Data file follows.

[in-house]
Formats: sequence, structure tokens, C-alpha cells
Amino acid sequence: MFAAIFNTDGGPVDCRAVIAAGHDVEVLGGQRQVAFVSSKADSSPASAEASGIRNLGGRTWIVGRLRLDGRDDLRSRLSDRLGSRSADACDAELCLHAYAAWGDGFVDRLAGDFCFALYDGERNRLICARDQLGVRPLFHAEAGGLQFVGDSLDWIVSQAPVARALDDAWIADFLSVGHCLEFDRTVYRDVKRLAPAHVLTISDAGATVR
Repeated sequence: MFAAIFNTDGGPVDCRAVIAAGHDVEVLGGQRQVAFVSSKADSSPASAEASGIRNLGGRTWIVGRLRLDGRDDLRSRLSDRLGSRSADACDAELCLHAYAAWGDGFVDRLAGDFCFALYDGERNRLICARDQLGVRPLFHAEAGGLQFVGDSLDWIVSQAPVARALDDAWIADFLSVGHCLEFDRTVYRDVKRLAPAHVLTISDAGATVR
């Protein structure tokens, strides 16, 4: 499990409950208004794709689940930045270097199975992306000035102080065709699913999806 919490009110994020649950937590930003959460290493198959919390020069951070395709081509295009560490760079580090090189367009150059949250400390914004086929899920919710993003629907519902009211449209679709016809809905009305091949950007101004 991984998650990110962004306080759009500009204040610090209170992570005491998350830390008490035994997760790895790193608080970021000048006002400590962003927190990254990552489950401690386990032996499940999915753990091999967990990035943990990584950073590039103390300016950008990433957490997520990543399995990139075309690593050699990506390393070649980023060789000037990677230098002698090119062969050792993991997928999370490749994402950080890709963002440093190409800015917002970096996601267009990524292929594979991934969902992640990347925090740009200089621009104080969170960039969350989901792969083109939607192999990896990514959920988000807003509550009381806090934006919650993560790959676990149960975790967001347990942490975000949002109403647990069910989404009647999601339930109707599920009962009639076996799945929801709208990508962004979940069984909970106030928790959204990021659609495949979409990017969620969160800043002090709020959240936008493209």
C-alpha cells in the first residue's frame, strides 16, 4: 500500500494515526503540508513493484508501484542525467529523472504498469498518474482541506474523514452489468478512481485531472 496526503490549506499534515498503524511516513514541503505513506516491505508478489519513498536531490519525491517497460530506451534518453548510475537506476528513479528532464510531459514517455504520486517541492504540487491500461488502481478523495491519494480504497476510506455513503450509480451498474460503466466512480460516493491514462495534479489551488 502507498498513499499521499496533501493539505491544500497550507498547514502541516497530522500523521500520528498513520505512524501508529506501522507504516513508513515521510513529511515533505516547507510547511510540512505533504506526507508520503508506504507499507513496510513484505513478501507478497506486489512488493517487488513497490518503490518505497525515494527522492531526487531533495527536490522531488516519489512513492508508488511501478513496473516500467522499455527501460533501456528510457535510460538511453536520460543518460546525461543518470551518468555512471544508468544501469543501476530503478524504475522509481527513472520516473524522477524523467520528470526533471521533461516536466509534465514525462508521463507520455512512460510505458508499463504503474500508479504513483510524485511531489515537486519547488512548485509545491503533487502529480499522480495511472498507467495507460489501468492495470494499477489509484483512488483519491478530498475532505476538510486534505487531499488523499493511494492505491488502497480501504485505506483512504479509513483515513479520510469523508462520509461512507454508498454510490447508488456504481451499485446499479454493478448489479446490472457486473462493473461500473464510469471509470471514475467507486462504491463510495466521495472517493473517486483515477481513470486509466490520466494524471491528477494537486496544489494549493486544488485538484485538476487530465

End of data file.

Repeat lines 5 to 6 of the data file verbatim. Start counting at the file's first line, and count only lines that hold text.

């Protein structure tokens, strides 16, 4: 499990409950208004794709689940930045270097199975992306000035102080065709699913999806 919490009110994020649950937590930003959460290493198959919390020069951070395709081509295009560490760079580090090189367009150059949250400390914004086929899920919710993003629907519902009211449209679709016809809905009305091949950007101004 991984998650990110962004306080759009500009204040610090209170992570005491998350830390008490035994997760790895790193608080970021000048006002400590962003927190990254990552489950401690386990032996499940999915753990091999967990990035943990990584950073590039103390300016950008990433957490997520990543399995990139075309690593050699990506390393070649980023060789000037990677230098002698090119062969050792993991997928999370490749994402950080890709963002440093190409800015917002970096996601267009990524292929594979991934969902992640990347925090740009200089621009104080969170960039969350989901792969083109939607192999990896990514959920988000807003509550009381806090934006919650993560790959676990149960975790967001347990942490975000949002109403647990069910989404009647999601339930109707599920009962009639076996799945929801709208990508962004979940069984909970106030928790959204990021659609495949979409990017969620969160800043002090709020959240936008493209």
C-alpha cells in the first residue's frame, strides 16, 4: 500500500494515526503540508513493484508501484542525467529523472504498469498518474482541506474523514452489468478512481485531472 496526503490549506499534515498503524511516513514541503505513506516491505508478489519513498536531490519525491517497460530506451534518453548510475537506476528513479528532464510531459514517455504520486517541492504540487491500461488502481478523495491519494480504497476510506455513503450509480451498474460503466466512480460516493491514462495534479489551488 502507498498513499499521499496533501493539505491544500497550507498547514502541516497530522500523521500520528498513520505512524501508529506501522507504516513508513515521510513529511515533505516547507510547511510540512505533504506526507508520503508506504507499507513496510513484505513478501507478497506486489512488493517487488513497490518503490518505497525515494527522492531526487531533495527536490522531488516519489512513492508508488511501478513496473516500467522499455527501460533501456528510457535510460538511453536520460543518460546525461543518470551518468555512471544508468544501469543501476530503478524504475522509481527513472520516473524522477524523467520528470526533471521533461516536466509534465514525462508521463507520455512512460510505458508499463504503474500508479504513483510524485511531489515537486519547488512548485509545491503533487502529480499522480495511472498507467495507460489501468492495470494499477489509484483512488483519491478530498475532505476538510486534505487531499488523499493511494492505491488502497480501504485505506483512504479509513483515513479520510469523508462520509461512507454508498454510490447508488456504481451499485446499479454493478448489479446490472457486473462493473461500473464510469471509470471514475467507486462504491463510495466521495472517493473517486483515477481513470486509466490520466494524471491528477494537486496544489494549493486544488485538484485538476487530465